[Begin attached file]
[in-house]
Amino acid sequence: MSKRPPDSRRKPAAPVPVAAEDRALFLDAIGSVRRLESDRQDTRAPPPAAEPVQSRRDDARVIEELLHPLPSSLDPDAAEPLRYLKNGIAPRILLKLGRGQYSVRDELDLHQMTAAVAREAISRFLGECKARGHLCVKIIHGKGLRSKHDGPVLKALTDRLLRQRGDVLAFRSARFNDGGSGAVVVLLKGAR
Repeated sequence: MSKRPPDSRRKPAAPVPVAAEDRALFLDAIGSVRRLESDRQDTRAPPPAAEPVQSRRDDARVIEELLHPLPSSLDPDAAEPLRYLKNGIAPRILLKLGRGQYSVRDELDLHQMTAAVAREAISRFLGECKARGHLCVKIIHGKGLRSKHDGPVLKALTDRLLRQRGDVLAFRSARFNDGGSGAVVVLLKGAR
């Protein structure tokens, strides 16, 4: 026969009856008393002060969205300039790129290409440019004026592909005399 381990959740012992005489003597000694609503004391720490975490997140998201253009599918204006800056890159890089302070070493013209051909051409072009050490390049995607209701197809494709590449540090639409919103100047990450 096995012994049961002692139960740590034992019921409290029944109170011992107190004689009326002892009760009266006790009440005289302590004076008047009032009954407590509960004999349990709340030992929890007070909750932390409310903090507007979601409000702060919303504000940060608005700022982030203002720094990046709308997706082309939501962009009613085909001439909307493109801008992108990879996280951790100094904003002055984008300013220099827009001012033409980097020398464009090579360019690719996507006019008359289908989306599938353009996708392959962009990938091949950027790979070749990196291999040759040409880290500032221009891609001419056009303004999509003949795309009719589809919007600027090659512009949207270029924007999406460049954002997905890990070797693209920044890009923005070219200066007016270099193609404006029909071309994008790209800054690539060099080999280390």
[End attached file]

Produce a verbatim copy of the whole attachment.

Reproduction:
[in-house]
Amino acid sequence: MSKRPPDSRRKPAAPVPVAAEDRALFLDAIGSVRRLESDRQDTRAPPPAAEPVQSRRDDARVIEELLHPLPSSLDPDAAEPLRYLKNGIAPRILLKLGRGQYSVRDELDLHQMTAAVAREAISRFLGECKARGHLCVKIIHGKGLRSKHDGPVLKALTDRLLRQRGDVLAFRSARFNDGGSGAVVVLLKGAR
Repeated sequence: MSKRPPDSRRKPAAPVPVAAEDRALFLDAIGSVRRLESDRQDTRAPPPAAEPVQSRRDDARVIEELLHPLPSSLDPDAAEPLRYLKNGIAPRILLKLGRGQYSVRDELDLHQMTAAVAREAISRFLGECKARGHLCVKIIHGKGLRSKHDGPVLKALTDRLLRQRGDVLAFRSARFNDGGSGAVVVLLKGAR
């Protein structure tokens, strides 16, 4: 026969009856008393002060969205300039790129290409440019004026592909005399 381990959740012992005489003597000694609503004391720490975490997140998201253009599918204006800056890159890089302070070493013209051909051409072009050490390049995607209701197809494709590449540090639409919103100047990450 096995012994049961002692139960740590034992019921409290029944109170011992107190004689009326002892009760009266006790009440005289302590004076008047009032009954407590509960004999349990709340030992929890007070909750932390409310903090507007979601409000702060919303504000940060608005700022982030203002720094990046709308997706082309939501962009009613085909001439909307493109801008992108990879996280951790100094904003002055984008300013220099827009001012033409980097020398464009090579360019690719996507006019008359289908989306599938353009996708392959962009990938091949950027790979070749990196291999040759040409880290500032221009891609001419056009303004999509003949795309009719589809919007600027090659512009949207270029924007999406460049954002997905890990070797693209920044890009923005070219200066007016270099193609404006029909071309994008790209800054690539060099080999280390």